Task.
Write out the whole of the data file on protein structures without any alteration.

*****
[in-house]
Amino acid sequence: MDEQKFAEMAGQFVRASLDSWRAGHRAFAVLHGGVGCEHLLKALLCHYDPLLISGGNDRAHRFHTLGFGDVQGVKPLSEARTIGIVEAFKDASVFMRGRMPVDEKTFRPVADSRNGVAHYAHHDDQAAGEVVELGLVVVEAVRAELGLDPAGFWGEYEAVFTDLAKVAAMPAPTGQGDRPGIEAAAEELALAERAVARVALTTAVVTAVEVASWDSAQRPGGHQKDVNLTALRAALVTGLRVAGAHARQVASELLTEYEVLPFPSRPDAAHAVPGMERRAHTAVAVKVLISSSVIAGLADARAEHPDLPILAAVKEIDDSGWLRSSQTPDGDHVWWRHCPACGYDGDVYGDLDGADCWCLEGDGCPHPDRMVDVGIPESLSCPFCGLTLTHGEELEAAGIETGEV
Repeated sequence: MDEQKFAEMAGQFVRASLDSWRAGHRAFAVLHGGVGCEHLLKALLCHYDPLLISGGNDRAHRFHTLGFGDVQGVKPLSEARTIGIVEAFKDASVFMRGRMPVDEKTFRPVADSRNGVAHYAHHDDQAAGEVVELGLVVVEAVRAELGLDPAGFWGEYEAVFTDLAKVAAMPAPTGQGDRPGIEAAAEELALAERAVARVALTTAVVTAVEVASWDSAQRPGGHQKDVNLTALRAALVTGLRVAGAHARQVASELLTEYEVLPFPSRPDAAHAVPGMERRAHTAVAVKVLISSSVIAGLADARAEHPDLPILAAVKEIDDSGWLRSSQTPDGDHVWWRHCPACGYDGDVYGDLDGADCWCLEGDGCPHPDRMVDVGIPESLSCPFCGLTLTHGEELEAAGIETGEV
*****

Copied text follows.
[in-house]
Amino acid sequence: MDEQKFAEMAGQFVRASLDSWRAGHRAFAVLHGGVGCEHLLKALLCHYDPLLISGGNDRAHRFHTLGFGDVQGVKPLSEARTIGIVEAFKDASVFMRGRMPVDEKTFRPVADSRNGVAHYAHHDDQAAGEVVELGLVVVEAVRAELGLDPAGFWGEYEAVFTDLAKVAAMPAPTGQGDRPGIEAAAEELALAERAVARVALTTAVVTAVEVASWDSAQRPGGHQKDVNLTALRAALVTGLRVAGAHARQVASELLTEYEVLPFPSRPDAAHAVPGMERRAHTAVAVKVLISSSVIAGLADARAEHPDLPILAAVKEIDDSGWLRSSQTPDGDHVWWRHCPACGYDGDVYGDLDGADCWCLEGDGCPHPDRMVDVGIPESLSCPFCGLTLTHGEELEAAGIETGEV
Repeated sequence: MDEQKFAEMAGQFVRASLDSWRAGHRAFAVLHGGVGCEHLLKALLCHYDPLLISGGNDRAHRFHTLGFGDVQGVKPLSEARTIGIVEAFKDASVFMRGRMPVDEKTFRPVADSRNGVAHYAHHDDQAAGEVVELGLVVVEAVRAELGLDPAGFWGEYEAVFTDLAKVAAMPAPTGQGDRPGIEAAAEELALAERAVARVALTTAVVTAVEVASWDSAQRPGGHQKDVNLTALRAALVTGLRVAGAHARQVASELLTEYEVLPFPSRPDAAHAVPGMERRAHTAVAVKVLISSSVIAGLADARAEHPDLPILAAVKEIDDSGWLRSSQTPDGDHVWWRHCPACGYDGDVYGDLDGADCWCLEGDGCPHPDRMVDVGIPESLSCPFCGLTLTHGEELEAAGIETGEV